When I was a kid, probably in early high school (in the late 1980s), I discovered a radio serial on some station I never normally listened to, which aired every Sunday night. It was set during World War 2 and it was about a British (I think, possibly American) man who'd been captured and was being held on a German U-Boat. My memory of it was there was a tension between the theatre of war and the tedious reality of daily life, though I think it was an adventure story too. I vaguely remember that the prisoner developed an almost friendship, a sort of mutual grudging respect, with the Captain. Okay, so my memory of it is actually hazy at best. I don't recall ever talking to anyone about it, but I do remember looking forward to it, feeling like it was a very private pleasure - far more so than any television show. I clearly remember my bedroom, lying in bed listening, the red numbers of the clock radio shining in the dark and I've grieved its loss on and off since.
Martin subscribes to hundreds of podcasts, and Martin has an evangelical streak in him - he's been trying to persuade me to try a podcast for ages. 'When am I going to listen to it?' I'd say, 'And with what?' I always had a child at home, or I was working. On the rare occasions I caught a train or a tram somewhere on my own, I had nothing to listen with. After Martin bought me a shiny purple ipod for my birthday, and knowing I'd be doing long trips on the train, I finally decided to delve into iTunes and explore the free podcasts (I think it was the word free that pulled me in). I can't remember how I stumbled on This American Life, just as I can't remember how I stumbled upon that radio show all those years ago. But I've been meaning to blog about its virtues for a while, and I've just listened to a show that I have to tell you about.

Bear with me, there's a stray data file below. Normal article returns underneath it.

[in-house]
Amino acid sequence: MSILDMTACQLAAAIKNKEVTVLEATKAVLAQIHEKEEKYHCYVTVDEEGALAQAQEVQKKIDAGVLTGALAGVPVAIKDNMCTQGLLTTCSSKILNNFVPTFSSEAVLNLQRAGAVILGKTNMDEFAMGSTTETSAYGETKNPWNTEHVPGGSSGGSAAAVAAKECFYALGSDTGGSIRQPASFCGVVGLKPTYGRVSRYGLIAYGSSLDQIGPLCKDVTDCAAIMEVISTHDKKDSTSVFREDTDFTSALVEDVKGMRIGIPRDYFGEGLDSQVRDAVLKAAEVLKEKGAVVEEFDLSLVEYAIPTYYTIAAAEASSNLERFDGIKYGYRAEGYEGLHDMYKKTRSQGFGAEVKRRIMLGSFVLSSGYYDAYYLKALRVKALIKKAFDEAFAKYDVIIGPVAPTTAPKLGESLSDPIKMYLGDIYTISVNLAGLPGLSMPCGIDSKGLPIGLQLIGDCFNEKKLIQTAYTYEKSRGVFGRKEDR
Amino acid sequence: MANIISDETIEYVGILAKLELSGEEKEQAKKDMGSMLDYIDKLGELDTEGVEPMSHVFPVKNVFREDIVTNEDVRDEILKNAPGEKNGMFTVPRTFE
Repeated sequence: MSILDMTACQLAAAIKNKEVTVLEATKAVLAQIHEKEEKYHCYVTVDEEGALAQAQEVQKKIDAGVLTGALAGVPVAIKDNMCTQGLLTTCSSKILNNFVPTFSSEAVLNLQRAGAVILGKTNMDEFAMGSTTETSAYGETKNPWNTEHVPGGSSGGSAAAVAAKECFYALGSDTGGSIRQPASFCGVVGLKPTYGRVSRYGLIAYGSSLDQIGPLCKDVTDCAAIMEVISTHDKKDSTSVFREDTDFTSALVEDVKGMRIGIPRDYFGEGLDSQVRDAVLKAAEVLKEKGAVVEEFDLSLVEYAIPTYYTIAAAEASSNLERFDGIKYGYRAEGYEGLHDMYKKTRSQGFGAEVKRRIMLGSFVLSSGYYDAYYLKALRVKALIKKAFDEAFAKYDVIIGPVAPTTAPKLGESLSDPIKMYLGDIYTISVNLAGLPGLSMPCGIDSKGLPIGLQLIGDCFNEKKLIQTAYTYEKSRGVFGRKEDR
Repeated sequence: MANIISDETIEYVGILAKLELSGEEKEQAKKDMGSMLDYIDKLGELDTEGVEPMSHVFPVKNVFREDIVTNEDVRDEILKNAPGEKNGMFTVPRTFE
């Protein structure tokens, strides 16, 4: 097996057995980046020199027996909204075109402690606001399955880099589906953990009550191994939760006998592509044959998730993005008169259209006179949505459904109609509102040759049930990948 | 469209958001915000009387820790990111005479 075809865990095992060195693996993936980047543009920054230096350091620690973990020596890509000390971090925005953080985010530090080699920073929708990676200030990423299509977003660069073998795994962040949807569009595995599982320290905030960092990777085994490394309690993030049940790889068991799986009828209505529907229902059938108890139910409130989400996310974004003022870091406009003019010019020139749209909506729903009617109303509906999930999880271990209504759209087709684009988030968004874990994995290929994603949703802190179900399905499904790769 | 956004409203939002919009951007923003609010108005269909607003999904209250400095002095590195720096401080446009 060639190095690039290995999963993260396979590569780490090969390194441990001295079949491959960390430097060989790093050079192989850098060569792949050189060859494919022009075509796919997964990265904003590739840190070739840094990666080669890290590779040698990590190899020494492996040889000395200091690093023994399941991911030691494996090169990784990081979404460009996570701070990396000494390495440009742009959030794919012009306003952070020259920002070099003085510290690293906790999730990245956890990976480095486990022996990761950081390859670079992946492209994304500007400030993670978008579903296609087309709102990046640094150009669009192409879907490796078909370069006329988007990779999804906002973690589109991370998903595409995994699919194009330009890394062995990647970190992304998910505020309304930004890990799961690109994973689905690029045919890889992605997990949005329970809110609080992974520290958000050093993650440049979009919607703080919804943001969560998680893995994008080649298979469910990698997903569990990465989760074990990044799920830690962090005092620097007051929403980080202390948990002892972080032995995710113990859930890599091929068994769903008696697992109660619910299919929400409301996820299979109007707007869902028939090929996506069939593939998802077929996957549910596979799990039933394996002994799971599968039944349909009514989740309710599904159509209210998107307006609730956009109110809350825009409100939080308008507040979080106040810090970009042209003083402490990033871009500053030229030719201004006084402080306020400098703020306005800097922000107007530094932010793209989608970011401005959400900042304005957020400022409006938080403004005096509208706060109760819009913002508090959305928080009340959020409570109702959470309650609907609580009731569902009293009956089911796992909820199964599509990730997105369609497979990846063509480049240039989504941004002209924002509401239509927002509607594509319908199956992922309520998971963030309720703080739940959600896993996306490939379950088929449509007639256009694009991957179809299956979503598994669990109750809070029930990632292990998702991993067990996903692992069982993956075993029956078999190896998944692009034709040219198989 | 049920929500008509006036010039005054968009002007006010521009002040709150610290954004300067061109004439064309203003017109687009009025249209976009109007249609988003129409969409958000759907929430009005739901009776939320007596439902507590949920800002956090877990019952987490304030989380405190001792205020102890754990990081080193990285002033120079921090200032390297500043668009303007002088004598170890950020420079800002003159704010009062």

This American Life is, without fail, amazing. It's created by Chicago Public Radio, and airs in hour long weekly instalments. Despite the title, the show occasionally sources international material. However the American content is utterly absorbing. The show is funny, sad, intelligent, thought provoking, beautiful (the long letter from an old man to his wife in the Valentine show is one of the most perfectly pitched love stories I've ever heard - not an ounce of sentimentality). I've laughed out loud on the train several times. I've also cried.
I fell a bit behind in my listening, so the show I'm blogging about today aired in March. It was The Ghost of Bobby Dunbar (you can buy previous episodes no longer available for free download for 95c). It's an incredible story about a boy, Bobby Dunbar, who went missing at the age of four (he slipped into a Louisiana swamp) and turned up months later living with a wandering handyman who was arrested for kidnapping him. Bobby's parents came and after some confusion claimed him. Another woman also showed up (a single mother of dubious morals) and also claimed him - she said he was her son Bruce. Like Bobby's mother she hesitated (it seems incredible to me that neither woman was sure). Anyway, the way the story unfolds is spellbinding. And the way the present can interrogate the past, and the way the past can interrogate the present, is quite mindblowing - I found myself literally reeling at the end of this show. Worth every penny of 95c (or $1.01AUD according to my dashboard currency converter) even if you have to listen to it in snippets while you cook the dinner.